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CAN YOU FIND SAFETY ON THE NET?

Headbone, a maker of kids' software, is betting that a Web site will save its bacon

The tale of Headbone Interactive Inc., a children's software developer, has the makings of a great adventure game. Call it The Startup Quest. The set: a funky old warehouse in Seattle. The cast: a bunch of hip young people led by a mellow female fugitive from corporate life. They create cool kid characters named Elroy, Syd, Iz, and Auggie. Crisp, quirky graphics give the software an edge. Their CD-ROMs win rave reviews and a bevy of awards. But it still isn't enough to survive in a super-saturated market.

For Headbone, this is no game. Since the company was founded by ex-Microsoftie Susan Lammers just three years ago, the market for edutainment CD-ROMs has collapsed under the weight of too many titles. With heavyweights like Walt Disney and Microsoft--plus 600 other edutainment publishers--all vying for precious shelf space, exposure is everything: The top ten CD-ROM titles generate 90% of the revenue. What of poor Headbone? It has less than 1% of the market, according to PC Data, its Parents' Choice and software excellence awards notwithstanding. It's the classic small businesses conundrum: ''I knew how to make good products,'' Lammers admits ruefully. ''I just didn't know marketing.''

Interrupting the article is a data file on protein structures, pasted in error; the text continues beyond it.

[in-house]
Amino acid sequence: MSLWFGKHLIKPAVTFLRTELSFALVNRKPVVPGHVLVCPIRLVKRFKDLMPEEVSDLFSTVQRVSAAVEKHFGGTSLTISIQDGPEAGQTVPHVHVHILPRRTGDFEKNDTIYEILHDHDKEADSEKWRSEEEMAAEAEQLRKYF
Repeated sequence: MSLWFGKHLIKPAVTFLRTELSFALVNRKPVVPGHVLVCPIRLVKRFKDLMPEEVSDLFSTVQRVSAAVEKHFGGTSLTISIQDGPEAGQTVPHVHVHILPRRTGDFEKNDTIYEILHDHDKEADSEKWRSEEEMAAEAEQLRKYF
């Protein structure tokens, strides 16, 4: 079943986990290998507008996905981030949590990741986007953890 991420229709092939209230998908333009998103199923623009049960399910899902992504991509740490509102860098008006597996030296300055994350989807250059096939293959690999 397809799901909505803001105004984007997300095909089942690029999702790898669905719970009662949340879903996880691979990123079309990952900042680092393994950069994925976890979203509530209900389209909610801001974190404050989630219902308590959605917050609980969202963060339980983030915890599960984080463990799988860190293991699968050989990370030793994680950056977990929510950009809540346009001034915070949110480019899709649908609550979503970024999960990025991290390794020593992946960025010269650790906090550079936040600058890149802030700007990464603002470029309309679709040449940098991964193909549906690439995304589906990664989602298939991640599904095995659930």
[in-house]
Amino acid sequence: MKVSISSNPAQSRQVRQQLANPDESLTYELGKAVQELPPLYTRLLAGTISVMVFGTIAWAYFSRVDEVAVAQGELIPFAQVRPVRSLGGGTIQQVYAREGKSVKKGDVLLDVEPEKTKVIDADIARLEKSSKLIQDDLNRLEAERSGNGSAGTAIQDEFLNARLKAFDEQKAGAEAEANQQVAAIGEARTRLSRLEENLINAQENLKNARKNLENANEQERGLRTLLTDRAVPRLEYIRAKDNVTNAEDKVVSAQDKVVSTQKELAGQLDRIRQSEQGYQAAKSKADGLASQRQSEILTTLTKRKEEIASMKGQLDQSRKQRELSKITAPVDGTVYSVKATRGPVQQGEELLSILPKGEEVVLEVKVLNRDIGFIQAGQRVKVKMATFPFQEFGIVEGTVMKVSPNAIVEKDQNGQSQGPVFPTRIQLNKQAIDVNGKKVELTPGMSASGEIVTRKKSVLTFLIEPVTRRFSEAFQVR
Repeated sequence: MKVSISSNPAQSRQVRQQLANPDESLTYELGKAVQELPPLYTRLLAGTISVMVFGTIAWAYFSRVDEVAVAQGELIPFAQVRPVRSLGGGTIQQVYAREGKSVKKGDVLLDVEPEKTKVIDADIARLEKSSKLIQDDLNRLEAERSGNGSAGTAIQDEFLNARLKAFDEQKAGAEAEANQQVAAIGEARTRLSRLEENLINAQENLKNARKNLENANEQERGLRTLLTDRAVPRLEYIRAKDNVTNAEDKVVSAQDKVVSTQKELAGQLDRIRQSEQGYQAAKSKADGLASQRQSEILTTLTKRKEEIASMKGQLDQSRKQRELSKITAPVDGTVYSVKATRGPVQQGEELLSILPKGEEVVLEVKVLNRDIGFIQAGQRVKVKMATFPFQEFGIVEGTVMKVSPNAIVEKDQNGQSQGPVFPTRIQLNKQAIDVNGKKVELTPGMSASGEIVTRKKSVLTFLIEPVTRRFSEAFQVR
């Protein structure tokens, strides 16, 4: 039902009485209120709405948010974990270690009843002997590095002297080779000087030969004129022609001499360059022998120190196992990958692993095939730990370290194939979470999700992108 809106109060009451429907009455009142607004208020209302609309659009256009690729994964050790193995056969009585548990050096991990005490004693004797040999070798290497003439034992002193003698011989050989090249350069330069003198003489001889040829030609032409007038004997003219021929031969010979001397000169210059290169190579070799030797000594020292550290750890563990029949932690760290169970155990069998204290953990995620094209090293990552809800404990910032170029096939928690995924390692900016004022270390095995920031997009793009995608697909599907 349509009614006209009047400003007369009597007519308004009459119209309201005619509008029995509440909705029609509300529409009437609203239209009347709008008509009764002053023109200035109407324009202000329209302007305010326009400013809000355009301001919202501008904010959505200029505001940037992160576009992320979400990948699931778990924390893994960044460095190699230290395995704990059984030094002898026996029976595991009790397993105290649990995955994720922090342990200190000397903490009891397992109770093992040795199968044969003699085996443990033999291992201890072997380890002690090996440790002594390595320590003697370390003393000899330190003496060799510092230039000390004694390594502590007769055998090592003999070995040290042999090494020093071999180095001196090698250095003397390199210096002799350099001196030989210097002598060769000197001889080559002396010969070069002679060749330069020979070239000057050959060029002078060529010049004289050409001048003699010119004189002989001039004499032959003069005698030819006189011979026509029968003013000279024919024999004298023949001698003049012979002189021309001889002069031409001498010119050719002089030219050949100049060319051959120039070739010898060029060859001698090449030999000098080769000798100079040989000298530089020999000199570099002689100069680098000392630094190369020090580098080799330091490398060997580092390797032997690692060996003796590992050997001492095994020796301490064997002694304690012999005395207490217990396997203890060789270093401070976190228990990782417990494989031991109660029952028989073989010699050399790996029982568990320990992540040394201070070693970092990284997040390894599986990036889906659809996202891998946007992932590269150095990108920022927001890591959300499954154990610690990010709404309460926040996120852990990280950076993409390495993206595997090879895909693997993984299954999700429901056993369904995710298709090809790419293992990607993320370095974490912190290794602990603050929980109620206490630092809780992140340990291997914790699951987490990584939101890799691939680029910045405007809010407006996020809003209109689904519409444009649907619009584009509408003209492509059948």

After a disappointing Christmas season, Lammers has decided to all but abandon the retail market, and take her cartoon characters to the Internet and beyond. It's a risky move by the 38-year-old entrepreneur and her husband, Walter Euyang, who seeded and nurtured the company with their own funds and are now betting their future on an unproven medium. But at least the Net offers Headbone an affordable way to strut its stuff. ''We are leading with our Internet programming as a way to build an audience for our characters,'' says Lammers. ''The Internet is the wedge that will get us into other media like TV.''

BARBIE WATCH. Certainly there is less friction getting a product out on the Internet, agrees Patti Stonesifer, former head of Microsoft's Interactive Division and now a digital consultant. But to really succeed, Stonesifer says, a brand or character has to be everywhere--from the computer screen to television to the toy shelves, just like Disney and Barbie.

For Headbone, the Net is the most affordable place to start. To get people to its Web site, it partnered with content-hungry search engines that receive more than a million hits a day. First Excite featured Headbone prominently on its home page. When that deal ended, Headbone turned to Yahoo!, which caters to kids with Yahooligans, a Web page full of games and news links just for kids.